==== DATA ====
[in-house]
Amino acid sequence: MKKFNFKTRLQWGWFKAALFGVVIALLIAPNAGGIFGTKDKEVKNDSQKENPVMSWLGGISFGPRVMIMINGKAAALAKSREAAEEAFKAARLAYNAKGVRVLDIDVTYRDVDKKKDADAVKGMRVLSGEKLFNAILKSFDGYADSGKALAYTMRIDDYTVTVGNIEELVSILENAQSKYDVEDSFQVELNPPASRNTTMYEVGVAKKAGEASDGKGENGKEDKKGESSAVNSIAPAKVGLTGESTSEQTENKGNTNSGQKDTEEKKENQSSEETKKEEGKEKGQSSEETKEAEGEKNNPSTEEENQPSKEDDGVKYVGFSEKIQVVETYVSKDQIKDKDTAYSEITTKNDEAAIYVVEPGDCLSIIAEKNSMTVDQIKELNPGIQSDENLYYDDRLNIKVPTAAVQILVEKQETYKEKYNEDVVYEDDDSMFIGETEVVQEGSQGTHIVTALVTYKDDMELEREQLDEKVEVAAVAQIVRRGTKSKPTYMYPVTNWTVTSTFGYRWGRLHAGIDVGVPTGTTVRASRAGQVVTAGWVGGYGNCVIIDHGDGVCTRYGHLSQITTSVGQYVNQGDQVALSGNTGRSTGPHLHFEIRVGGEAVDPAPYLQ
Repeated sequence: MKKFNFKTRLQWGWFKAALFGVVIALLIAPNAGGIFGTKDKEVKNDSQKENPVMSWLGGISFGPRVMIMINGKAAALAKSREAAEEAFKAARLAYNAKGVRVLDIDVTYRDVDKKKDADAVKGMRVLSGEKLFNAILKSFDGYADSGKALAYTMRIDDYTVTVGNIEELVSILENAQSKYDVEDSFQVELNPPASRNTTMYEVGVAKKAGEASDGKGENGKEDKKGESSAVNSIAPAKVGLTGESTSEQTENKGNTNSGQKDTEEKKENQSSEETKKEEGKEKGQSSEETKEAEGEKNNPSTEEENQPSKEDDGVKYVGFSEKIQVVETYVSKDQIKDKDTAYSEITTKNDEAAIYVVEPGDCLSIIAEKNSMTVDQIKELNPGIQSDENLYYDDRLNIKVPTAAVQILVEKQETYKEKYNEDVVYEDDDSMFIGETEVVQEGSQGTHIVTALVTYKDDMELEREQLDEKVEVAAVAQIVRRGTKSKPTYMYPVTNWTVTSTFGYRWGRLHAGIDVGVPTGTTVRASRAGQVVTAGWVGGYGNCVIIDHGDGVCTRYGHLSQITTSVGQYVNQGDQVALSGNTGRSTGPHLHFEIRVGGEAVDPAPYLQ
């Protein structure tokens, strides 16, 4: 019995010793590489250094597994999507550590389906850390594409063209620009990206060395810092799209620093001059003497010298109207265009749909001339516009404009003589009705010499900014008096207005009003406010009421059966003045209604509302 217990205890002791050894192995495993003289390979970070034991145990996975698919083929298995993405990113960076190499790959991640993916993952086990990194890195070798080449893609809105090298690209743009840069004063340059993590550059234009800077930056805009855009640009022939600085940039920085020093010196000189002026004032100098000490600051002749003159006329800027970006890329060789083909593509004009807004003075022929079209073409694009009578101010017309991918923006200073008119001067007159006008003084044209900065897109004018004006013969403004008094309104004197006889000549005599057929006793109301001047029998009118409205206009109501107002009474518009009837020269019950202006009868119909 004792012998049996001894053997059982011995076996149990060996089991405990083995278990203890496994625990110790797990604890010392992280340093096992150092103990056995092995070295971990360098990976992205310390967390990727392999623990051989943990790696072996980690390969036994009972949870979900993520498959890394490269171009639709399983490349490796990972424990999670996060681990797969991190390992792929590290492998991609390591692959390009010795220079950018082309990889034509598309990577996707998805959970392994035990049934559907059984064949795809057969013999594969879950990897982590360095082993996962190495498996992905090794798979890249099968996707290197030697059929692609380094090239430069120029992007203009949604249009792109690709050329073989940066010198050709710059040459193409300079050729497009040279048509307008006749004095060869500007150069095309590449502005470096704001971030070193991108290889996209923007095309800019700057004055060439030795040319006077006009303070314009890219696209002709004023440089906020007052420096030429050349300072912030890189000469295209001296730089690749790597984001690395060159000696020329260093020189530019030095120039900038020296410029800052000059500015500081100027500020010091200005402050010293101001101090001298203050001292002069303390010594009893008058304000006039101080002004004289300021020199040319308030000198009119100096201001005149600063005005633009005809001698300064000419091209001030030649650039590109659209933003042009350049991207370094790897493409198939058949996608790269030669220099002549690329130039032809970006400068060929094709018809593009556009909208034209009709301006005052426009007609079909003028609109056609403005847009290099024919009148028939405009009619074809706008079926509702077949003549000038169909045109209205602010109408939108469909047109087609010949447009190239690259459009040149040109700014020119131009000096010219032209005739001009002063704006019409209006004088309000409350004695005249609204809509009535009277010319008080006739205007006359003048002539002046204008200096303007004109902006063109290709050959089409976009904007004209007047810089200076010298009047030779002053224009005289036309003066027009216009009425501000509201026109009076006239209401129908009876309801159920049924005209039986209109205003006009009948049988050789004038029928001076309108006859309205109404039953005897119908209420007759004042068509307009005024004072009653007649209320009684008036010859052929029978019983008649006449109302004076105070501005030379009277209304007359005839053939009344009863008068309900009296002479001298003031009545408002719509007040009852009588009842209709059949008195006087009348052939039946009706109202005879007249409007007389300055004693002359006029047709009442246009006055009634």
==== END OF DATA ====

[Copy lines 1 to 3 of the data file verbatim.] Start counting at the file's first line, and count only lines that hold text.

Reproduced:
[in-house]
Amino acid sequence: MKKFNFKTRLQWGWFKAALFGVVIALLIAPNAGGIFGTKDKEVKNDSQKENPVMSWLGGISFGPRVMIMINGKAAALAKSREAAEEAFKAARLAYNAKGVRVLDIDVTYRDVDKKKDADAVKGMRVLSGEKLFNAILKSFDGYADSGKALAYTMRIDDYTVTVGNIEELVSILENAQSKYDVEDSFQVELNPPASRNTTMYEVGVAKKAGEASDGKGENGKEDKKGESSAVNSIAPAKVGLTGESTSEQTENKGNTNSGQKDTEEKKENQSSEETKKEEGKEKGQSSEETKEAEGEKNNPSTEEENQPSKEDDGVKYVGFSEKIQVVETYVSKDQIKDKDTAYSEITTKNDEAAIYVVEPGDCLSIIAEKNSMTVDQIKELNPGIQSDENLYYDDRLNIKVPTAAVQILVEKQETYKEKYNEDVVYEDDDSMFIGETEVVQEGSQGTHIVTALVTYKDDMELEREQLDEKVEVAAVAQIVRRGTKSKPTYMYPVTNWTVTSTFGYRWGRLHAGIDVGVPTGTTVRASRAGQVVTAGWVGGYGNCVIIDHGDGVCTRYGHLSQITTSVGQYVNQGDQVALSGNTGRSTGPHLHFEIRVGGEAVDPAPYLQ
Repeated sequence: MKKFNFKTRLQWGWFKAALFGVVIALLIAPNAGGIFGTKDKEVKNDSQKENPVMSWLGGISFGPRVMIMINGKAAALAKSREAAEEAFKAARLAYNAKGVRVLDIDVTYRDVDKKKDADAVKGMRVLSGEKLFNAILKSFDGYADSGKALAYTMRIDDYTVTVGNIEELVSILENAQSKYDVEDSFQVELNPPASRNTTMYEVGVAKKAGEASDGKGENGKEDKKGESSAVNSIAPAKVGLTGESTSEQTENKGNTNSGQKDTEEKKENQSSEETKKEEGKEKGQSSEETKEAEGEKNNPSTEEENQPSKEDDGVKYVGFSEKIQVVETYVSKDQIKDKDTAYSEITTKNDEAAIYVVEPGDCLSIIAEKNSMTVDQIKELNPGIQSDENLYYDDRLNIKVPTAAVQILVEKQETYKEKYNEDVVYEDDDSMFIGETEVVQEGSQGTHIVTALVTYKDDMELEREQLDEKVEVAAVAQIVRRGTKSKPTYMYPVTNWTVTSTFGYRWGRLHAGIDVGVPTGTTVRASRAGQVVTAGWVGGYGNCVIIDHGDGVCTRYGHLSQITTSVGQYVNQGDQVALSGNTGRSTGPHLHFEIRVGGEAVDPAPYLQ